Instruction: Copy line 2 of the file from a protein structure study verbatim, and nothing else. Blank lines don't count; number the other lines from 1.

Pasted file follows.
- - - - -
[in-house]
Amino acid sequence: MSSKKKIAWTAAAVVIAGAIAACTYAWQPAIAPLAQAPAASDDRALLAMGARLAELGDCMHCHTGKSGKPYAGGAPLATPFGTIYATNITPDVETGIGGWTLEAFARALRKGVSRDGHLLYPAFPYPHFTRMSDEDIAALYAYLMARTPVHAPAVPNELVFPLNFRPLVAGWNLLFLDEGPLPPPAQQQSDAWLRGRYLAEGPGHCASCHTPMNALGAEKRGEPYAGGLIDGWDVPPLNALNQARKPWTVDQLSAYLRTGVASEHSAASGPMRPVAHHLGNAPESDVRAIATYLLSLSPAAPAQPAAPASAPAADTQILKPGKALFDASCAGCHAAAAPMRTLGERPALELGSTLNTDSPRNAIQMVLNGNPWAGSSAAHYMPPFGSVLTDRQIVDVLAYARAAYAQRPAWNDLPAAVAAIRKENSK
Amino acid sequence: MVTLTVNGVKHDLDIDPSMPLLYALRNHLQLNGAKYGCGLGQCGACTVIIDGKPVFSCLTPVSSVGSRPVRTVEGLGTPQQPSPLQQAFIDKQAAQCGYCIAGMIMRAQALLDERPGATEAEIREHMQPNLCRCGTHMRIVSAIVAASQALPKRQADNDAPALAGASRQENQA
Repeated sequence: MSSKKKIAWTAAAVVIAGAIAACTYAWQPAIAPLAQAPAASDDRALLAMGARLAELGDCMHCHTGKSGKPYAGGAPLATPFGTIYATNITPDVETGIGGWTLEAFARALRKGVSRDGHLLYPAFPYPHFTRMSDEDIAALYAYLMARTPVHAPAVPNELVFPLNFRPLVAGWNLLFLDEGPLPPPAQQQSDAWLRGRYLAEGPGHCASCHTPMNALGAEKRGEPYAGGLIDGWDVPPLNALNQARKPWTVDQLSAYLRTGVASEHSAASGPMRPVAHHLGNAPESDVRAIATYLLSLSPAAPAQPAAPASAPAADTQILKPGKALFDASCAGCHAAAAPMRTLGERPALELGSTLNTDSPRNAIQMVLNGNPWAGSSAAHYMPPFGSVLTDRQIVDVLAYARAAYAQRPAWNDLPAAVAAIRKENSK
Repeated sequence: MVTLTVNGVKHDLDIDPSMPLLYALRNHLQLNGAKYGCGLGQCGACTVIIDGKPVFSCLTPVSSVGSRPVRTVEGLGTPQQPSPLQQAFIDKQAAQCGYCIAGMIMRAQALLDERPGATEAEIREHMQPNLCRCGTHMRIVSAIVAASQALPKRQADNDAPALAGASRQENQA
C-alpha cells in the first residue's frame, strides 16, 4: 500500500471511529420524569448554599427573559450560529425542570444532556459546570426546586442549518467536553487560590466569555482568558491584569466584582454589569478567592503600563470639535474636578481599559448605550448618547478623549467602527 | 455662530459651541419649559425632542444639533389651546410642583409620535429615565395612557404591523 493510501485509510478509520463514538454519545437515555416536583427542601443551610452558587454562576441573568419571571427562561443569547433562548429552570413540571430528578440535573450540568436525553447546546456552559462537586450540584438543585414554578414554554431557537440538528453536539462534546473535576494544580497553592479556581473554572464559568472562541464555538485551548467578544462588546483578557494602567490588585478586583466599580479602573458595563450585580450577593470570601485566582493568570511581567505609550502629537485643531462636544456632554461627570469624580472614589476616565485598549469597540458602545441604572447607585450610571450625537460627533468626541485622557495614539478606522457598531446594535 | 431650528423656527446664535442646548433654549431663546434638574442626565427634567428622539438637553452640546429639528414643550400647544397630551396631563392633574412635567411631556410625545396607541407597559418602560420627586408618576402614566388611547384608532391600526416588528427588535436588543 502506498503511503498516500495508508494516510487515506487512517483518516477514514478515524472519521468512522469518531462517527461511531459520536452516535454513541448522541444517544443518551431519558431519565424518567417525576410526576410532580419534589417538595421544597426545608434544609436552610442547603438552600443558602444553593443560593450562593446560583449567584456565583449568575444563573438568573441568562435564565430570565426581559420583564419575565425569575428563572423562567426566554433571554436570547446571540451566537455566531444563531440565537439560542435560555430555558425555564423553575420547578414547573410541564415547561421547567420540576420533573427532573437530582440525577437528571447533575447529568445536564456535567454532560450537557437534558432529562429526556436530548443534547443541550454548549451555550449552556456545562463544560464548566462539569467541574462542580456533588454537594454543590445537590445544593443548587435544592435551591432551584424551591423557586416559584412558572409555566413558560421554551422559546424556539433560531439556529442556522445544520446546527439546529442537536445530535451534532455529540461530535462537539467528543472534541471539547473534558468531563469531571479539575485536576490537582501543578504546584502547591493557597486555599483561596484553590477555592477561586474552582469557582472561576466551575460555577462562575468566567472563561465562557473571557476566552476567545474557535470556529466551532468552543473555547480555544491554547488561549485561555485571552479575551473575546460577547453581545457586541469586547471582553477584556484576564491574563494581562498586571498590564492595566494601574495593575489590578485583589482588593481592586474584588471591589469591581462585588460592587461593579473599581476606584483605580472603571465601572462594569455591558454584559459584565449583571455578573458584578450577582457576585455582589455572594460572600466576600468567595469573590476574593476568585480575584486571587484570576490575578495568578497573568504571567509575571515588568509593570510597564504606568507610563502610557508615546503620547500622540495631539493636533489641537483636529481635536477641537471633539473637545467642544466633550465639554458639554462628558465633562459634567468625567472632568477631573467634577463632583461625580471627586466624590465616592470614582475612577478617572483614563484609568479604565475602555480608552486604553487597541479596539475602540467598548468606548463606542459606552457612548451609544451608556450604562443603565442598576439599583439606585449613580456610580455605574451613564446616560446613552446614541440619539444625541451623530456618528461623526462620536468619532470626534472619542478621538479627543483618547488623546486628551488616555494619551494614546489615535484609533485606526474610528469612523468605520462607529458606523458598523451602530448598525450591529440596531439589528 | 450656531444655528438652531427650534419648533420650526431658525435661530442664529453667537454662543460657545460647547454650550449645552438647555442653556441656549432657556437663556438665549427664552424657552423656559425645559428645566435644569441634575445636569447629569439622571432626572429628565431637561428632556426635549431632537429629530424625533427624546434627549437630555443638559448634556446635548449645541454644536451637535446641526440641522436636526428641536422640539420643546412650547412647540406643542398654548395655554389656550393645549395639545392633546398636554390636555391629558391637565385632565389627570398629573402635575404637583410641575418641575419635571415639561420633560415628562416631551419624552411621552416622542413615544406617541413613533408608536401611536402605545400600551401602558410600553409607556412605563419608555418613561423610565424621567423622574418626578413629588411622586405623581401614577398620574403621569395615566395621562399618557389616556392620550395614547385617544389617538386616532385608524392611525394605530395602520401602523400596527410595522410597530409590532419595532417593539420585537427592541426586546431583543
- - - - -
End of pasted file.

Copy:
Amino acid sequence: MSSKKKIAWTAAAVVIAGAIAACTYAWQPAIAPLAQAPAASDDRALLAMGARLAELGDCMHCHTGKSGKPYAGGAPLATPFGTIYATNITPDVETGIGGWTLEAFARALRKGVSRDGHLLYPAFPYPHFTRMSDEDIAALYAYLMARTPVHAPAVPNELVFPLNFRPLVAGWNLLFLDEGPLPPPAQQQSDAWLRGRYLAEGPGHCASCHTPMNALGAEKRGEPYAGGLIDGWDVPPLNALNQARKPWTVDQLSAYLRTGVASEHSAASGPMRPVAHHLGNAPESDVRAIATYLLSLSPAAPAQPAAPASAPAADTQILKPGKALFDASCAGCHAAAAPMRTLGERPALELGSTLNTDSPRNAIQMVLNGNPWAGSSAAHYMPPFGSVLTDRQIVDVLAYARAAYAQRPAWNDLPAAVAAIRKENSK